I think they share a lot (e.g. machine learning is a subset of both, right?), but maybe both have elements the other doesn't have?

Could you name some in that case? Or is one a subset of the other?

What is the relationship between AI and data science?

For example, when it comes to the relationship of AI and ML, I always say AI is a superset of ML. And the distinguishing set is search algorithms, which I would include in AI but not in ML. Would search algorithms be included in data science?

  • $\begingroup$ Actually my personal interpretation ìs that AI is a big field that ML is a branch of that. At least based on what I have learnt these years from professor Russel's book about definitions of AI. $\endgroup$ May 12, 2018 at 9:24
  • $\begingroup$ I think it's a decent question, though several people would consider it too opinion-based. I'd like to leave it as a wiki. $\endgroup$
    – Sean Owen
    Feb 15, 2019 at 14:30
  • $\begingroup$ @SeanOwen I've added the "reference-request" tag. This means answers can be opinion-based, but should be able to support it by somebody who published that view. $\endgroup$ Feb 15, 2019 at 15:14

2 Answers 2


Though neither are well defined, as commonly used they are somewhat orthogonal concepts.

In my opinion, AI has a fairly narrow definition - it is about optimization through actions. AI is about decision making, either in deterministic or probabilistic environments. Typically, this is operationalized as action selection to maximize some reward function, or equivalently to minimize some loss function. Supervised or unsupervised learning (i.e. machine learning) about your environment can be helpful in using your experience to aid in selecting optimal actions.

As it's commonly used, data science has no rigorous definition - businesses use the term to refer to anything from creating charts Excel to deep reinforcement learning models that can win Go. From the point of view of a practitioner, these have absolutely nothing in common. From the point of view of a business owner, the common thread is extracting meaning, and therefore value, from raw data. A data scientist is a 'meaning extraction layer'. How this operation is performed, and the techniques used (again in my experience), make no difference to the employer of a data scientist. The job title may as well be 'data magician'. But the point is that data + data science = business value, whether that comes in the form of insights into customer trends, causal analysis of marketing campaigns, or an AI bot that is 'rewarded' when it recommends you a movie that you like. I suppose that means that AI is a subset of data science - but you could also say the same thing about clear communication, so it's a bit of a non-statement.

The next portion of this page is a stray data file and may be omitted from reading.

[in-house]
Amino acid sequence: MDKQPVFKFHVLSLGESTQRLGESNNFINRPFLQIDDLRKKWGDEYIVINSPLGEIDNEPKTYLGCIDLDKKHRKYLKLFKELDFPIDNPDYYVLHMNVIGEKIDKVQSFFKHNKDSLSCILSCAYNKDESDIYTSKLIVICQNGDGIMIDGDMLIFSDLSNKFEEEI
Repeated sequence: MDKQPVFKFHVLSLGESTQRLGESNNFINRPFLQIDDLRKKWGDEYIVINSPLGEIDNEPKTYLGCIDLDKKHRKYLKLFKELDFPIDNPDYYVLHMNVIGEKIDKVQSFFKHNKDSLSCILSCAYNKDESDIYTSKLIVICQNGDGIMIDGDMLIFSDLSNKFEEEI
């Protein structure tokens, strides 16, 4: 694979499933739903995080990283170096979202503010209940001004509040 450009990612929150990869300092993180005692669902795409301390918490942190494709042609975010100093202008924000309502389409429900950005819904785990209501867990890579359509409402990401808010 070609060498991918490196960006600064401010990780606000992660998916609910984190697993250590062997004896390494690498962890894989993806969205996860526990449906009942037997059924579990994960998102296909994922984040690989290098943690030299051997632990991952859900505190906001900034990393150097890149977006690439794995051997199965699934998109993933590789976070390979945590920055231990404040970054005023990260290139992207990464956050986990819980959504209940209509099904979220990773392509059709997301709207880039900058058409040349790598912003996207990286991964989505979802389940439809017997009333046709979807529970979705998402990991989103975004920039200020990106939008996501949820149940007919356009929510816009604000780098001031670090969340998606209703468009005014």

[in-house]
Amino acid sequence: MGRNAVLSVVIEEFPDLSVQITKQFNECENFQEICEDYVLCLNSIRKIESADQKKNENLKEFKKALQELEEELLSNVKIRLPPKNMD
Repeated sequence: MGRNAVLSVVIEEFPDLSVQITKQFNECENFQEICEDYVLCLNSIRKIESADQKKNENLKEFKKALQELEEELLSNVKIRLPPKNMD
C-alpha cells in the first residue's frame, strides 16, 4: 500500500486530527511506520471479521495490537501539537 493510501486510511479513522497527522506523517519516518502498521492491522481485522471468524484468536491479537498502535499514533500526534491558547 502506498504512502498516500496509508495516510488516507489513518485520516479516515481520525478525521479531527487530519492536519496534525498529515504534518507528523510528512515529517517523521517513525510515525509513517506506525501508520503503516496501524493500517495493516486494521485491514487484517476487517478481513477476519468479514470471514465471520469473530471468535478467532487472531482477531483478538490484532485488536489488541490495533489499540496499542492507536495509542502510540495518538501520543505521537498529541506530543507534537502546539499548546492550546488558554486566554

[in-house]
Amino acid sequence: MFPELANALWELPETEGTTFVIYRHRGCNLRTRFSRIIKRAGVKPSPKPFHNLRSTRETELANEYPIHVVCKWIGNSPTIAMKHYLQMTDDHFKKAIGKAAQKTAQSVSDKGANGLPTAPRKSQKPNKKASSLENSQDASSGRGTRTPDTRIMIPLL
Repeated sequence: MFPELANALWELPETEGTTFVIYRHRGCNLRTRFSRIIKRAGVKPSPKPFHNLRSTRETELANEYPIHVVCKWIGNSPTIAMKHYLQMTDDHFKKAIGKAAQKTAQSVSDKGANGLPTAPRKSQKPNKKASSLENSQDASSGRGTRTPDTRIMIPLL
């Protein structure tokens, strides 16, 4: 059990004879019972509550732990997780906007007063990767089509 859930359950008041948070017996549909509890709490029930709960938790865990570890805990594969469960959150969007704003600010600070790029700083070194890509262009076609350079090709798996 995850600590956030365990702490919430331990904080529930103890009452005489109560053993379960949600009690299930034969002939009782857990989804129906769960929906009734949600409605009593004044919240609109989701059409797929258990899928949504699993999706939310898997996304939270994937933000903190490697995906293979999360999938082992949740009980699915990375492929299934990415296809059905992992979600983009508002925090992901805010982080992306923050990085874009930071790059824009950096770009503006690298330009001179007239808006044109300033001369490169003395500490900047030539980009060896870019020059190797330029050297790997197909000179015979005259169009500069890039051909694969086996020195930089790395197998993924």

Artificial intelligence is just the big set of what can be fully automated. A simple calculator is a form of AI. Everything that makes a human tas automatic is AI.
Different is for machine learning which is a subset of AI and it is always mislead with it. ML focuses on those statistical techniques that allow us to automatically make predictions on something. Data science makes use of the techniques offered by AI to process and extract info from raw data which is meaningless as it is. Hope I've been clear.


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